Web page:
The Department of Homeland Security (DHS) has announced a massive regulatory and enforcement campaign to address the hiring of illegal immigrants. Its complex collection of rules sets out to make businesses more responsible for their hiring practices in the wake of increased threats from abroad.
All contractors should know about the “no match” letter rule. Employers receive no-match letters when the Social Security Administration (SSA) cannot match 10 Social Security numbers to real individuals on employer’s annual batches of W-2 forms.
There are many reasons a no-match could occur, including transcription errors or name changes due to marriage that are not reported to the SSA. The DHS warns employers not to assume the employee is at fault of wrongdoing. An employer who takes action against an employee on a mismatch letter risks violating the equal employment opportunity law.
But if a no-match individual is an illegal alien, another set of rules applies. Primarily, it questions whether the employer had actual or “constructive knowledge” that it hired an illegal alien.
DHS is changing its rules concerning constructive knowledge under the Immigration and Nationality Act (INA). The existing rule already defines constructive knowledge, but the DHS is amending it so that failure to act on a no-match letter could be seen as evidence of constructive knowledge. Even so, the decision on whether to act on the basis of a no-match letter is left up to the employer.
The DHS outlines what it expects an employer to do if it receives a no-match letter, and if employers follow these steps, they will be protected in a safe harbor. These steps include promptly checking the accuracy of records ensuring employer compliance, asking the employee to confirm his or her information, asking the employee to resolve the issue with the SSA if the employer is not at fault, ensuring the instructions of the SSA letter are followed, and if necessary, completing a new I-9 Form for the employee.
To make checking on employee status easier, the DHS has changed the name of its voluntary employment verification system to E-Verify, and it soon will drop the voluntary nature of the process for federal contractors and vendors. E-Verify will become a contract performance requirement, and if a federal contractor fails to use the system, their contracts will be subject to termination. The DHS will continue to encourage other employers to participate voluntarily in the E-Verify program, but the program will not be mandatory for nonfederal contractors.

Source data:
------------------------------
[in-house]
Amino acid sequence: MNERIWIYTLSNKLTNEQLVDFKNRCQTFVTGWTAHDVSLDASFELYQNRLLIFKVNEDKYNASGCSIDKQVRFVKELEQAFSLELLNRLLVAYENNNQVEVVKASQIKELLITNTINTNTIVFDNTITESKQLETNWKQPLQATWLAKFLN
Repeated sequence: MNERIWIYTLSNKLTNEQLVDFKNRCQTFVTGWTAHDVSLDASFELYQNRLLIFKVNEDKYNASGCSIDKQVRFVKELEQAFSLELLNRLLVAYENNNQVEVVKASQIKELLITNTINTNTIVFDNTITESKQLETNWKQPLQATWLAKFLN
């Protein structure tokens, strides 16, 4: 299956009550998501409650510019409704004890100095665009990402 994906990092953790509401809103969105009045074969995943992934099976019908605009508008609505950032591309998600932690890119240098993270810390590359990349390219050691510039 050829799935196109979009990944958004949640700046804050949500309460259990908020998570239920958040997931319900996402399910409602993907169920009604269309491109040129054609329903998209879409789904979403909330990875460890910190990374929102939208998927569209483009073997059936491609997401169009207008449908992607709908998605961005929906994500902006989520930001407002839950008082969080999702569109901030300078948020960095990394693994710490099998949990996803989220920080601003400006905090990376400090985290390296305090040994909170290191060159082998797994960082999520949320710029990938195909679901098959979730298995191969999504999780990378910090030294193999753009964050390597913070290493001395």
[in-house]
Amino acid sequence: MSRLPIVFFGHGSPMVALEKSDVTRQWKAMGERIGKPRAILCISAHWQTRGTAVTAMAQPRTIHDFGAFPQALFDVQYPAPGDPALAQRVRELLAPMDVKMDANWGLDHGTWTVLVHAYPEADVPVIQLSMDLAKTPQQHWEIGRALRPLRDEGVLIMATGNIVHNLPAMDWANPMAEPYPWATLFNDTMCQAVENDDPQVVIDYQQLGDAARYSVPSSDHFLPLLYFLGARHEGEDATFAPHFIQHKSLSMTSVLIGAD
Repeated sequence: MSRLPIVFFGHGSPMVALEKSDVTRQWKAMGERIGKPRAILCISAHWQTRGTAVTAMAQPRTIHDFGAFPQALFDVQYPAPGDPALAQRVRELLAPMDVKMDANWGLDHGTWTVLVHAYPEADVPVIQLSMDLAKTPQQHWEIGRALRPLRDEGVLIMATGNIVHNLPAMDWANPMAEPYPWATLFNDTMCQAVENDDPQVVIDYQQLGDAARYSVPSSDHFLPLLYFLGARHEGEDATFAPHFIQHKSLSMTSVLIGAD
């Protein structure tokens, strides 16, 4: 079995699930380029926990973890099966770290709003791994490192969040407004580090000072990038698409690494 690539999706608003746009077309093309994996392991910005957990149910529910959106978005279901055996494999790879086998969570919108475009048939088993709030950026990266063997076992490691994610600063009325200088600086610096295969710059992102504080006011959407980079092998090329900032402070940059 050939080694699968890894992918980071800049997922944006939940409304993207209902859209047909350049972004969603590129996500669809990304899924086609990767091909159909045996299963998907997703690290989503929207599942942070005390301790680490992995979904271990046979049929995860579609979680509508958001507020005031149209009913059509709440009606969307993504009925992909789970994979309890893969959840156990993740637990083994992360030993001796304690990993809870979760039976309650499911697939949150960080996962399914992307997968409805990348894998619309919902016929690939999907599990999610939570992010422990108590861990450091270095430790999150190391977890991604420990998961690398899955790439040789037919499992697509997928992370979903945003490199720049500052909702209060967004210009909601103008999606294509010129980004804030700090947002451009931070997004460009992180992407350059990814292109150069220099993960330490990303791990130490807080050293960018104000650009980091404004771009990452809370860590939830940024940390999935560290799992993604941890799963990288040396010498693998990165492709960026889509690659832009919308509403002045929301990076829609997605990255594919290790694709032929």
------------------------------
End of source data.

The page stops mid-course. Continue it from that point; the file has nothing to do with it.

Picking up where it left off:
In another change, the DHS announced it would publish a regulation to reduce the number of documents employers must accept to confirm the identity and work eligibility of their employees. Currently, no fewer than 29 categories of documents can be used to establish identity and work eligibility. This may change soon.
The DHS has indicated it will raise civil fines imposed on employers who knowingly hire illegal immigrants by approximately 25 percent, with the criminal penalty for violations being $3,000 for each unauthorized alien, up to six months jail time or both. Civil penalties are similarly increasing.
The no-match linkage is controversial to say the least, but for most employers, it will not require any immediate action. If a no-match letter is received, an employer will have to weigh the potential liability in deciding whether to undertake the steps established by the DHS. EC